Of course, a few thousand Nič̣o with guns were no match for the sheer might of the Russian army. After two weeks of conflict, the borders were almost entirely reopened, and the militia surrendered, promising to withdraw remaining fighters. The then-leader of the de facto junta, Hilasḳw Məax (ჰელასკჿ მჷახ), signed a peace treaty with Russia, which marked the end of the conflict. As residents of Kilhosz saw the terrible effects on their economy that this extreme isolationism resulted in, and as the "cultural brother" Abkhazians were shown to be upset about their presence within Georgia, the tide of public opinion started to be less fervently pro-secessionist. The primary change was between supporting Georgian unification and independence rather than necessarily whether to be anti-Russian: polling in early 1993 showed 40% in favor of Georgian unification, 35% in favor of independence, 10% in favor of Russian unification, 8% unsure, 5% in favor of uniting with Abkhazia into an independent state, and 2% other, with 70% of pro-independence respondents saying they felt very strongly. One month after the treaty was signed, 22% were in favor of Georgian unification, 47% in favor of independence, 17% in favor of Russian unification, 7% unsure, 4% in favor of Abkhazian unification, and 3% other, and only 34% of pro-independence respondents felt very strongly.
The still-large support for unification with Georgia may be surprising to those familiar with Abkhazian sentiment towards Georgians and the country in general. But although Abkhazians and Nič̣o share many similarities, there are also some key differences. The Nič̣o, as a subject of Georgia for quite a long time, experienced a large amount of Georgian cultural transmission, and this factored into their very strong ethnic and cultural identity. Kilhosz has always been resistant towards Russification. For example, the Soviet Union attempted to introduce the Cyrillic script to the Nič̣o language, but this was met with public outcry because of how historically and culturally significant the Georgian script is to Nič̣o people. This is in stark contrast with Abkhazian, which very easily adapted to the Cyrillic script. Continuing on that same thread, Russian is widely spoken in Abkhazia while Abkhaz is rather unpopular, and in Kilhosz the vast majority of people speak Nič̣o as their first language. English is the most common second language, not Russian (which is 4th in line after Georgian).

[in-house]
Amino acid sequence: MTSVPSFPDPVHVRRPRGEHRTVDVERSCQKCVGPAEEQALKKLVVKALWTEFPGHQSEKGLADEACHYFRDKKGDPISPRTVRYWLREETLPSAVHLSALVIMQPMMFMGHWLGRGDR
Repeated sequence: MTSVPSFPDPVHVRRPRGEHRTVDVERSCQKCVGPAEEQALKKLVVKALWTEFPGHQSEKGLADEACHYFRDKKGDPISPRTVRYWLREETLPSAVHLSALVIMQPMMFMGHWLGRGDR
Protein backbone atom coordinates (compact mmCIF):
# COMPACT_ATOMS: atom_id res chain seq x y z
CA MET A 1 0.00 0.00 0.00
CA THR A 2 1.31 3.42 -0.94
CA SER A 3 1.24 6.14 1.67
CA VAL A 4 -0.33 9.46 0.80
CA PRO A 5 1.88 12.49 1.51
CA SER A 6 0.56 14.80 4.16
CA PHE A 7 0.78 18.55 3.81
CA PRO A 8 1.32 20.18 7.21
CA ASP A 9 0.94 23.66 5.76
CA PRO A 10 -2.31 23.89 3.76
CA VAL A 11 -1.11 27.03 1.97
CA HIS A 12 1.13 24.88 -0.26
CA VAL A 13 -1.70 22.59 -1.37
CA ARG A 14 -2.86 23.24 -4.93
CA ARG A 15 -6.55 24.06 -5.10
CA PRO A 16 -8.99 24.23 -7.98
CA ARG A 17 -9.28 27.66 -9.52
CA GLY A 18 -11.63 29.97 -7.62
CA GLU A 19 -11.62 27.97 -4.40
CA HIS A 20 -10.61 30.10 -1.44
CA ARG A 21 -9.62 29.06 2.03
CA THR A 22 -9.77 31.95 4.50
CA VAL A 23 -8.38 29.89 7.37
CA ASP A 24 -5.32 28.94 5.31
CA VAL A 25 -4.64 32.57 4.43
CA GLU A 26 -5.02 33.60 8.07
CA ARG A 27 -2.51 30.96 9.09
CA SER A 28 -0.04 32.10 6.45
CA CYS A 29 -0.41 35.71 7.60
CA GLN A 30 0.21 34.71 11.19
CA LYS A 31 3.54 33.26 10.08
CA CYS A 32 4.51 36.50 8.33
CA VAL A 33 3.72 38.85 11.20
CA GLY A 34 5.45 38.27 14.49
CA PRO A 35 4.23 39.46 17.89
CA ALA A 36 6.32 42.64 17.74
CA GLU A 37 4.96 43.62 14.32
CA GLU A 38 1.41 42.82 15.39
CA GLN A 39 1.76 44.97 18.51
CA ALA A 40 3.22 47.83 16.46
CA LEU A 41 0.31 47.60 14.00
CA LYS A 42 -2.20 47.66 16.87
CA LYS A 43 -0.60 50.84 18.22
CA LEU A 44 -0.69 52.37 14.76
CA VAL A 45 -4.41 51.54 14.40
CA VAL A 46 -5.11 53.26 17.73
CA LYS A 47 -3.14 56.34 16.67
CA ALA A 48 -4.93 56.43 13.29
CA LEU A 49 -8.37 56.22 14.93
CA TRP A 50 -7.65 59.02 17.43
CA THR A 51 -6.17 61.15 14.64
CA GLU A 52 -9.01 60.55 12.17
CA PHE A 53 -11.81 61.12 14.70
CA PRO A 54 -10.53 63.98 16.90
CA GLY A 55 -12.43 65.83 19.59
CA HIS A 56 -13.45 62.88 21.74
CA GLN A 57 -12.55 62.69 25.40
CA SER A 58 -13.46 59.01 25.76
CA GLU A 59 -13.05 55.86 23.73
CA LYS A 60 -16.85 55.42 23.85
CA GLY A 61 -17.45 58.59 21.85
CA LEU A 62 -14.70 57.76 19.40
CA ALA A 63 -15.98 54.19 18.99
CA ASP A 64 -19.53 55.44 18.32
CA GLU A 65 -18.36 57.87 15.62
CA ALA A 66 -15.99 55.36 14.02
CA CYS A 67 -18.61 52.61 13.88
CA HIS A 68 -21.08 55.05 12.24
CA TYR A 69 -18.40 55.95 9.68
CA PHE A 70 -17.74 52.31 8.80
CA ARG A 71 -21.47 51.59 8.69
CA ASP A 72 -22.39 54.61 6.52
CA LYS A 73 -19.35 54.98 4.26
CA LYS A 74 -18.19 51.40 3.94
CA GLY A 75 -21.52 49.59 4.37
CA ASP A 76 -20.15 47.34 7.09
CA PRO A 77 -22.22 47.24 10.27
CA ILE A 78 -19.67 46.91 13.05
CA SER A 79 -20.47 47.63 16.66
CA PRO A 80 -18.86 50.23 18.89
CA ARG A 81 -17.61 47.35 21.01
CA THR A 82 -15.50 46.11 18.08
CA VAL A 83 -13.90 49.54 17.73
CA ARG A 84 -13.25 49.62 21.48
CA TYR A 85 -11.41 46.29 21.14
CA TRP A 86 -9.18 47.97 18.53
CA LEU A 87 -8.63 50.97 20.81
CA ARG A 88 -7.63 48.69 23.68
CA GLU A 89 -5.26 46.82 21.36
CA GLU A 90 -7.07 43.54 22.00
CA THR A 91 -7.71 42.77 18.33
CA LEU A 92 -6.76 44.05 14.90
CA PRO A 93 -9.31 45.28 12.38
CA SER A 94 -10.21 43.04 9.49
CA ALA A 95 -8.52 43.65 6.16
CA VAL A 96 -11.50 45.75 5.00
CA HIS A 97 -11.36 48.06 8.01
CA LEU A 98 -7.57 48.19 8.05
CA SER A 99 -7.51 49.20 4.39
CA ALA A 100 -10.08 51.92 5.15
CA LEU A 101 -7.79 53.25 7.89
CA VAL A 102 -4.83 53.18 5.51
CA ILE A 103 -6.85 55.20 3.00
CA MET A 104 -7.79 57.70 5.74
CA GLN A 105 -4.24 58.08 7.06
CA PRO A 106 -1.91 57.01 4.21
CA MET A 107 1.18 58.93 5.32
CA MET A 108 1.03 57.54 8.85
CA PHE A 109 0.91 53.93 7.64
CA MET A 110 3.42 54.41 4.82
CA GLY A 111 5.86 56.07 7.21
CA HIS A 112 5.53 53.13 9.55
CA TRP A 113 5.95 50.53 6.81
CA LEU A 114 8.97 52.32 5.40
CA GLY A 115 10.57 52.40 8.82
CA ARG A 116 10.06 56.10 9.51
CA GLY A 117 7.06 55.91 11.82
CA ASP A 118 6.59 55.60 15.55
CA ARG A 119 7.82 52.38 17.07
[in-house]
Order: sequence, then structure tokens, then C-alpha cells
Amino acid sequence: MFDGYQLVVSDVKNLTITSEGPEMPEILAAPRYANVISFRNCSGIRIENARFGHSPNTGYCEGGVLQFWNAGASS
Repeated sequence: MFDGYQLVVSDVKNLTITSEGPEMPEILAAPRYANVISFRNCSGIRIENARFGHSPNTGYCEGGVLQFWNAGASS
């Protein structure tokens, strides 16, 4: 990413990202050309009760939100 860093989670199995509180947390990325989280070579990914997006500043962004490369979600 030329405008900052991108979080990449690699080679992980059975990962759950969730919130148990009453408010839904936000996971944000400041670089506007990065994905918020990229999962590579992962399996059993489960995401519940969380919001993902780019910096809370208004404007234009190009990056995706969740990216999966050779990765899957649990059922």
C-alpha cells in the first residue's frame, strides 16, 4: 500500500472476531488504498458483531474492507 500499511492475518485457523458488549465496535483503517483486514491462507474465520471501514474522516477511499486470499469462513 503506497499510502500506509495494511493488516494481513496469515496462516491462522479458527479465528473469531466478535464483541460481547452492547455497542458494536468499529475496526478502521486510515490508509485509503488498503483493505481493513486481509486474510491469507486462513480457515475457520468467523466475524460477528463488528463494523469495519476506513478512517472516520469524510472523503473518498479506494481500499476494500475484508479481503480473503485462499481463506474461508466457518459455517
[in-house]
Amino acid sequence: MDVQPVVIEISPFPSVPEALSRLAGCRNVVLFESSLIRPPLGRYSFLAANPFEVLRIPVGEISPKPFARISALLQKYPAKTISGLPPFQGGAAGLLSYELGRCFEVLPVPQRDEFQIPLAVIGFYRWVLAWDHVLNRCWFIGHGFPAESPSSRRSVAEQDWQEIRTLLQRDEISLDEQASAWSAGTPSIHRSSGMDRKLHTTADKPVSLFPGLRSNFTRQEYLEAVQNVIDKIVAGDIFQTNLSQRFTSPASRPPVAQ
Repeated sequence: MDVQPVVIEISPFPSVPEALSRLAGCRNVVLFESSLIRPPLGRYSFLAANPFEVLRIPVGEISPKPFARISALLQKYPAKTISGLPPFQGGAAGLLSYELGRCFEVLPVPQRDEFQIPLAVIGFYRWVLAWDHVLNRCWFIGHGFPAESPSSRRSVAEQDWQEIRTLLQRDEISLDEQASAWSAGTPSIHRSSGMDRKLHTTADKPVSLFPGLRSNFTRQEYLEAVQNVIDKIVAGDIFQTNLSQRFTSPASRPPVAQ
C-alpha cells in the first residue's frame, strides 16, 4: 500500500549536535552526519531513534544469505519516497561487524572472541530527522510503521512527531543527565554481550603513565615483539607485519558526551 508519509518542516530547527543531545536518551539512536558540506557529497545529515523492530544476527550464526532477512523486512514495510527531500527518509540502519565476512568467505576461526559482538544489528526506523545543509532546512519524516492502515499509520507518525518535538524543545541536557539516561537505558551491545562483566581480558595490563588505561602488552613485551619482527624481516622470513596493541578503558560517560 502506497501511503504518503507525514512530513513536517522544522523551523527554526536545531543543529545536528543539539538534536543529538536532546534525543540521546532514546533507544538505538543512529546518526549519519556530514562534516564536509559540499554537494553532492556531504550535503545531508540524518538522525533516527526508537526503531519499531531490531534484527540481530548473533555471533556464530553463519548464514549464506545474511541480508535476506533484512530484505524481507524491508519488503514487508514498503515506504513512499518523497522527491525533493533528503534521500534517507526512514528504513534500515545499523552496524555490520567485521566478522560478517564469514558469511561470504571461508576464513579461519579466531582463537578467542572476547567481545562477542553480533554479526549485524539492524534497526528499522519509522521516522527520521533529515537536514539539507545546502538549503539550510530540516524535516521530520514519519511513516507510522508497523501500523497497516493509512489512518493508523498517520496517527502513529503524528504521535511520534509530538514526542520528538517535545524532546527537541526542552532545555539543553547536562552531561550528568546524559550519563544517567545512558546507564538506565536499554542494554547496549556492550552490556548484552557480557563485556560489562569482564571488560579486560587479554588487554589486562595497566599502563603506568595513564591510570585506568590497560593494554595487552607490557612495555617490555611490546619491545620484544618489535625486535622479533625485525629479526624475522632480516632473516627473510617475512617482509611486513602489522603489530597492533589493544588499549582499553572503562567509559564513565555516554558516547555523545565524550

Another factor into the decreasing support for Georgian unification is the surprisingly lukewarm reception Georgia gave to the idea of Kilhosz unifying with them. Although Georgia provided some humanitarian aid after the war with Russia and Shevardnadze provided a statement of support, it did not fight on behalf of Kilhosz.
Məax was then ousted in a popular uprising, and the population of Kilhosz democratically elected a new, more diplomacy-focused leader by the name of მეხა ზჷჳრაბეშველ Mixa Zəwrabišvil aka Mikha Zeurabishvil (whose father was half-Georgian, hence the name). He was the leader of the People's Revolution (ადამეანჷს რევოლჷჳცეონ - adamianəs rivoləwcion/AR) political party, a populist, nationalist, centre-right political party; and he won the election with 77.8% of the popular vote. Zəwrabišvil took office on January 12, 1994, three months after being elected to allow for reconstruction of the government building, which was heavily damaged in an arsonist attack (in the meantime, the federal government was shut down).